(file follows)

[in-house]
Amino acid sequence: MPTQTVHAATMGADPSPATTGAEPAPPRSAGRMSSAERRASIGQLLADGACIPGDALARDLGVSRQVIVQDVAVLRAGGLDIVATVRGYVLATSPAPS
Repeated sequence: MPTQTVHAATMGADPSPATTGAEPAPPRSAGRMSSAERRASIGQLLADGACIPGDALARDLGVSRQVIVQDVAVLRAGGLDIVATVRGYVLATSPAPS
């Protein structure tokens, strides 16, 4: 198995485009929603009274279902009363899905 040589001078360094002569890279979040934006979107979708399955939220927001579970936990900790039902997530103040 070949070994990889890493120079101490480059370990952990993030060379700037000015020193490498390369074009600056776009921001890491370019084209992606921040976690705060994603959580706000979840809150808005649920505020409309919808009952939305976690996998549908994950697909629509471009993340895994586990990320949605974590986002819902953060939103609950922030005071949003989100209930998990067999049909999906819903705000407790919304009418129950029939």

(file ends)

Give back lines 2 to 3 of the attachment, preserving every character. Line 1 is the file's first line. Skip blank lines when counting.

Amino acid sequence: MPTQTVHAATMGADPSPATTGAEPAPPRSAGRMSSAERRASIGQLLADGACIPGDALARDLGVSRQVIVQDVAVLRAGGLDIVATVRGYVLATSPAPS
Repeated sequence: MPTQTVHAATMGADPSPATTGAEPAPPRSAGRMSSAERRASIGQLLADGACIPGDALARDLGVSRQVIVQDVAVLRAGGLDIVATVRGYVLATSPAPS